Call me a skeptic, but I’m not sure if any of these attendance numbers can be believed. I haven’t attended all of these shows, but I have difficulty believing NAIAS trails other major US shows by these margins, especially Los Angeles. Reminds me of a huge brouhaha here in Ohio a few decades back. For years Ohio officials had touted the Ohio State Fair held annually in Columbus as the nation’s largest. They released numbers to back the claim, such as 3.4-million in 1992. People suspected the number was a stretch, but few had any idea of how audacious the claim was. After losing a boatload of money, the fair manager was fired and a 1992 audit revealed actual paid attendance was 460,000, putting Ohio’s fair nineteenth in the nation that year.
So let’s just say this. NAIAS enjoys the advantage of being held in the Motor City. Problems aside, Detroit is still the base of operations for our domestic auto industry, so manufacturers use Detroit for its most important introductions. Domestic auto companies are front and center in efforts to revive Detroit and maintaining NAIAS as a premier event is one element in the effort. Detroit in early January is usually bitterly cold. Over the years I’ve attended, snow has varied from flurries to a full-blown whiteout. The venue, the displays, the people...I just love the whole shebang.
Now to the Corvette news. Corvette’s introduction of the new 2014 Stingray at last year’s 2013 NAIAS, was a show-stopper. In a very strong field, it was hand’s down the show’s runaway star. Every bit of event coverage in the days and weeks following NAIAS had the Corvette as its headliner. Realistically, nothing could top that performance. Debuting the 2015 Z06 model at the 2014 NAIAS was a less significant event for mass media, but was still very important those who follow Corvette and GM closely. Simply put, the Z06 is highest performance production automobile ever offered for public consumption by General Motors.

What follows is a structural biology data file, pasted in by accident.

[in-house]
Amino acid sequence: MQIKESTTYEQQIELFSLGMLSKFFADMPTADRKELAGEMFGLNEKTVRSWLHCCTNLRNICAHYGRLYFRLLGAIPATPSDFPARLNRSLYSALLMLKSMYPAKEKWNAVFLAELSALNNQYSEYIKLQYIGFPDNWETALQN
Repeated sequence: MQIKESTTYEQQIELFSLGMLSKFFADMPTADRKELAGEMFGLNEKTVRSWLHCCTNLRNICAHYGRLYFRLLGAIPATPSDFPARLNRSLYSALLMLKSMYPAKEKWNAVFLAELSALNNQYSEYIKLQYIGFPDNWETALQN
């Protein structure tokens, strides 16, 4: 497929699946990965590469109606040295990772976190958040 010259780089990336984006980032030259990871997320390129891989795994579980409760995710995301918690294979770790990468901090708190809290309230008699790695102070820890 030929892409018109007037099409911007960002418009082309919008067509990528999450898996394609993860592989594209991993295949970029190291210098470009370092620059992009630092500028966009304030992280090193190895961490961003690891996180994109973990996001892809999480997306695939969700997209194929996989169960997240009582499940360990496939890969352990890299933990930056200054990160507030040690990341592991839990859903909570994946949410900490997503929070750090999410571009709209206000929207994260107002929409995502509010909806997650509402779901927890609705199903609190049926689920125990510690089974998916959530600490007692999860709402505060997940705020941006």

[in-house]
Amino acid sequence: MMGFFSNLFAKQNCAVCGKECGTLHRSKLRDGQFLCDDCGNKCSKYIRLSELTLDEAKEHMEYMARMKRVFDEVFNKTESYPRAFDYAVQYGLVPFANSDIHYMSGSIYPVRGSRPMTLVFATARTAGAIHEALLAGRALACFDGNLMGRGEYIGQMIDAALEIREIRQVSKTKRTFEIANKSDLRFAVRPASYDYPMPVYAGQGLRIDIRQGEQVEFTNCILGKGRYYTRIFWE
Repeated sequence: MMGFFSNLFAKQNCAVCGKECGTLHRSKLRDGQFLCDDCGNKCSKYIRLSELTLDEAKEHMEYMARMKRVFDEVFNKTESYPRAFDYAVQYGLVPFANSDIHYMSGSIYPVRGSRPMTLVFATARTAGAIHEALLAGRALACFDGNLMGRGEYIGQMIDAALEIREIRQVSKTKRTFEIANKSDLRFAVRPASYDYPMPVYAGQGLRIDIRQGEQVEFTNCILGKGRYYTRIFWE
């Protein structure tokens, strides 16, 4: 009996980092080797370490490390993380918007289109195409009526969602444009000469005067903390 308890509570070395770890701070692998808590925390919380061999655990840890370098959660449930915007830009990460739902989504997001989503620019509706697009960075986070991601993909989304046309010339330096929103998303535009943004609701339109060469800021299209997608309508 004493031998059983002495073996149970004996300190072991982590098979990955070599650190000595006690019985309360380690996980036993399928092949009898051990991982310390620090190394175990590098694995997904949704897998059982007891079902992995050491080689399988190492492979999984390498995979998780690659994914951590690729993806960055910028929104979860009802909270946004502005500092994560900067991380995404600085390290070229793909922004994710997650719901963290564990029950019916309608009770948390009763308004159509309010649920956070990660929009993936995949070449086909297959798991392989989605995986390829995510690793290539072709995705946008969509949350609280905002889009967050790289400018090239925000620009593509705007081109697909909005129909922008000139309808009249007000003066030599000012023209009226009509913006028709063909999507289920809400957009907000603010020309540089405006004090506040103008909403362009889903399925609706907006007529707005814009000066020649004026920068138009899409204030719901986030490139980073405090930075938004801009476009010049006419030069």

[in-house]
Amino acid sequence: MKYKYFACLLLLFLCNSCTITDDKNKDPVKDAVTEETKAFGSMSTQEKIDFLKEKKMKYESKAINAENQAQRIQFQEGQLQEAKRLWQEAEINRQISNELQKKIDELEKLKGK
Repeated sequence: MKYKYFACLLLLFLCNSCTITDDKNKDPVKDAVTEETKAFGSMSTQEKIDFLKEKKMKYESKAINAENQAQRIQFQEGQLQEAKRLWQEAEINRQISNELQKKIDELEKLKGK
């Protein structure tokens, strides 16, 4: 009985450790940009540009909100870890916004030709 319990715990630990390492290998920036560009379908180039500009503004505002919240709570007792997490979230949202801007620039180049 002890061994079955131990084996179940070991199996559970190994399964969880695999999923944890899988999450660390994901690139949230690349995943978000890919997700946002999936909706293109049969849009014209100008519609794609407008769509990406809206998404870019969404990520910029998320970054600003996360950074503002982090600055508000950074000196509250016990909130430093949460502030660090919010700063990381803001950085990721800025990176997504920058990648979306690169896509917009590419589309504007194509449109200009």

At this year’s NAIAS, Chevrolet displayed six Corvettes, a Blade Silver Stingray convertible, an Arctic White Stingray convertible, a Night Race Blue Stingray coupe, a Cyber Gray Z06 coupe, a C7R racer, and a Z06 rolling cutaway chassis. That final one showcased GM’s new 8L90 8-speed automatic, the first with the strength to handle the Z06’s 600+ horsepower. Ever since Corvette resurrected a separate high performance model with the 2001 Z06, manual transmissions have been the only choice for Z06 and ZR1 customers. In the modern era, manual transmissions have accounted for about a third of overall Corvette production. It will be interesting to see what the take rate is for the new automatic in the Z06 model. I applaud Chevrolet for continuing to offer a first rate manual transmission with excellent clutch feel and superb linkage and gating. The four vehicles I currently own are all manuals, including my five-speed V8 Silverado, a package no longer offered in any full size pickup. Manuals, especially good ones, are disappearing from the American scene. I understand the underlying reasons completely, but still hate the trend.
The Z06’s larger wheel and tire package required wider front and rear fenders and a different rear fascia with unique neutral density tail lamps. Vents are generally larger for more cooling and airflow management. This is a wicked looking machine.